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Religious and cultural diversity were part of the Ottoman Empire during its whole life, hence this alone can't be the reason of its decline. Also, the Empire reached its max size around 1680 and remained stable for a century or more.

What weakened the Ottoman Empire was:
- European industrialization
- Colonialism
- Nationalism

In short industrialization gave the european powers enough weapons and strength to defeat the Ottoman Empire. But also gave to european powers motives to search for new resources to supply their factories, new markets to sell their products and enough money to invest in other countries. This surplus gave to Europe the need to control foreign lands.
This is one of the reason that starts colonialism, were Europe starts to colonize several regions of Africa, Asia and Oceania. This turned Ottoman territory into a potencial place to colonize.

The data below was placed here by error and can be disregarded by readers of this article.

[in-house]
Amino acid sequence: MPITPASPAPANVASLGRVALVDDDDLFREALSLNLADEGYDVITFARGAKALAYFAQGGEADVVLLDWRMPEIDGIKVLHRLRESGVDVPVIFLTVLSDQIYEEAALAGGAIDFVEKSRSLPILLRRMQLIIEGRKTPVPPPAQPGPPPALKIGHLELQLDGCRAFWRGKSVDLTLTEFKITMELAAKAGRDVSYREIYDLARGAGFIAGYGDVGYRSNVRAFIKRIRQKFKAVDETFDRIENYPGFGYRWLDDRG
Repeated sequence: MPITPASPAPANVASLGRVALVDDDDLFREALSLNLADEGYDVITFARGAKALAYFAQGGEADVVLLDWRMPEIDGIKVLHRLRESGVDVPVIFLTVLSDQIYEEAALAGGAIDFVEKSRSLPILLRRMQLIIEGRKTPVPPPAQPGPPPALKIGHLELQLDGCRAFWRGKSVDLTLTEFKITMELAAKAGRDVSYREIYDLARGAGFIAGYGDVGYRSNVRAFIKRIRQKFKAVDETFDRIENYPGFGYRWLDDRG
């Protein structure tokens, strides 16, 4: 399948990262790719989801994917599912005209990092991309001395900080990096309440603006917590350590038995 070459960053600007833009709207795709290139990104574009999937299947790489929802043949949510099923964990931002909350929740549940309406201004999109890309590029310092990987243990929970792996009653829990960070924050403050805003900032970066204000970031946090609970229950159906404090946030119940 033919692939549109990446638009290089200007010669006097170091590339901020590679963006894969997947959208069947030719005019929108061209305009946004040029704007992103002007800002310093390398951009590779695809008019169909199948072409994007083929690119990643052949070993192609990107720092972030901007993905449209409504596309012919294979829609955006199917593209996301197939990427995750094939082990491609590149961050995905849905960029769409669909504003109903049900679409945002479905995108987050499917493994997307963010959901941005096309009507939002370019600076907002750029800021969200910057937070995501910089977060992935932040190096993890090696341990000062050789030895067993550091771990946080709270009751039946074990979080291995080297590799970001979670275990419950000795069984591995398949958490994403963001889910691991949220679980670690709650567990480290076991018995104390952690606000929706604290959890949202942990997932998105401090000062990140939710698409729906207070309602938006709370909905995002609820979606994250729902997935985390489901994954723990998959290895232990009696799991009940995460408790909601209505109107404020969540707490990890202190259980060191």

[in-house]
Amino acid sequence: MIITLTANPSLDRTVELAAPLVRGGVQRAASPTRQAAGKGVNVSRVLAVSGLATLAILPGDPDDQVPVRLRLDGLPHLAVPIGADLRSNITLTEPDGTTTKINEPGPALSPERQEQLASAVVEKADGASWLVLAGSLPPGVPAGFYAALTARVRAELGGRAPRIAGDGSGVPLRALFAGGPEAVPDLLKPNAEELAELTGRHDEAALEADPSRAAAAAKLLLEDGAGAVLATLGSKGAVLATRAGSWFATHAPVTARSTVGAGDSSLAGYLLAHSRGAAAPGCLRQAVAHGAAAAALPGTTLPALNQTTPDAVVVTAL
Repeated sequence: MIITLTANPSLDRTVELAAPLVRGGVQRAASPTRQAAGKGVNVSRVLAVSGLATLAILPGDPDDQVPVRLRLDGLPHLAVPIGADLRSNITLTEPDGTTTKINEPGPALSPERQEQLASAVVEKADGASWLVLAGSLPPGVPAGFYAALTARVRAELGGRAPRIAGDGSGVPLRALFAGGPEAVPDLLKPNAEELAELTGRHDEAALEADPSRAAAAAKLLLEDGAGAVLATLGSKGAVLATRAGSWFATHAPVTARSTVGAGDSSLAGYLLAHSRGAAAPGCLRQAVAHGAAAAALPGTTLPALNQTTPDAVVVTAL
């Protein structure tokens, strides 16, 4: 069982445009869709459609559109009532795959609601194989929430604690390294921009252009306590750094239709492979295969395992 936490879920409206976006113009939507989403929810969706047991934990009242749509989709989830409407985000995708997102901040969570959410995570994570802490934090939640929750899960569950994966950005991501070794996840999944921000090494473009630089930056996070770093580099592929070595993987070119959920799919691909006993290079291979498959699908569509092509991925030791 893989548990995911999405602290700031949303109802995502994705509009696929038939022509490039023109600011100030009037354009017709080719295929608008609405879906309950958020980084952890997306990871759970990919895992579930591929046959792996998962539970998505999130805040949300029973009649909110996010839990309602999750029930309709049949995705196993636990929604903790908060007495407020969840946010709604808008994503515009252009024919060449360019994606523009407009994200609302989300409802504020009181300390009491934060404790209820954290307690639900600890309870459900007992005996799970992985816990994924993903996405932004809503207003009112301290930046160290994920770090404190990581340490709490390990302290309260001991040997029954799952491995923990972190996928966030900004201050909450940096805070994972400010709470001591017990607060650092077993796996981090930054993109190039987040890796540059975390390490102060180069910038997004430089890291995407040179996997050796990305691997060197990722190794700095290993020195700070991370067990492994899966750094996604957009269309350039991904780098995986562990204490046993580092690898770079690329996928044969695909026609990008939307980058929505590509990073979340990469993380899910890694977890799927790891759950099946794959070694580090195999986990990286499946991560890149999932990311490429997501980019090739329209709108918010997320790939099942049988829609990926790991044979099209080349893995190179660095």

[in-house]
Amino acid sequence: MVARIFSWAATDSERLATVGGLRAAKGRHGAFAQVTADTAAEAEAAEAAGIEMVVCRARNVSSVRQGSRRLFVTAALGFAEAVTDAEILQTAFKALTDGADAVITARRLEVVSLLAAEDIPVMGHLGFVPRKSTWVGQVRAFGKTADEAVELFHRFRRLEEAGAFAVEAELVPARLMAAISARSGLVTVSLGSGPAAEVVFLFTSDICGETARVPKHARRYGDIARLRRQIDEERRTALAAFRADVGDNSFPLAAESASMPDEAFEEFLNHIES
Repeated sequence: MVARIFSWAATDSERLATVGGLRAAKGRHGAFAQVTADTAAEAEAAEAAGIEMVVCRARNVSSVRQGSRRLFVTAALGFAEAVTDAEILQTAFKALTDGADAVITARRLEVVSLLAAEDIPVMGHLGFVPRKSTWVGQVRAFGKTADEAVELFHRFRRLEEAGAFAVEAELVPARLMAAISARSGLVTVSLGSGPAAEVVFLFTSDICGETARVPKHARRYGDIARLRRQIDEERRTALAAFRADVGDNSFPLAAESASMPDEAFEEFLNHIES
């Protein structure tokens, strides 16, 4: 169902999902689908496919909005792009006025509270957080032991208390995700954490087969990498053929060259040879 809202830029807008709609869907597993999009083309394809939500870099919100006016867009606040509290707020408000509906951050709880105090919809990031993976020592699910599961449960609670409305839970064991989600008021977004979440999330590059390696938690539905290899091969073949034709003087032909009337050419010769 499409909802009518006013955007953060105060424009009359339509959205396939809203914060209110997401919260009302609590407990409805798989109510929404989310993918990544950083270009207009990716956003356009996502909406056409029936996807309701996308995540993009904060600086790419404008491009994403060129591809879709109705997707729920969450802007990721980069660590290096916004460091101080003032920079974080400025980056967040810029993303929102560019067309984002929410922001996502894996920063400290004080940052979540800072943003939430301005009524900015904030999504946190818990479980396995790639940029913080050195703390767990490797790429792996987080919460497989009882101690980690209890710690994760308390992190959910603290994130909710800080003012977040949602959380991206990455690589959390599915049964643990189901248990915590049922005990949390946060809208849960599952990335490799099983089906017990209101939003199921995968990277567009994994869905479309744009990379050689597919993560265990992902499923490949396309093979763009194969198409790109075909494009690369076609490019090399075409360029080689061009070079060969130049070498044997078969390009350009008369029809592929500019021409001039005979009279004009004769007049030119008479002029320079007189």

Finally, the surge of nationalism, one of the effects of French Revolution. This is somehow related to the question, because nationalism is related to cultural and religious differences. Nationalism gave a reason to european minorities (serbs, greeks, bulgars, romanians, etc.) inside the Ottoman Empire to fight for their autonomy.

Now, even though cultural and religious differences had an effect, the main reason was industrialization. Because the same effect ocurred in China, India or Persia, were european countries started to divide these countries in influence zones since they had the strength to do it. Only Japan was able to remain independent because they accepted western industrialization, and they were able to become a colonial power as well.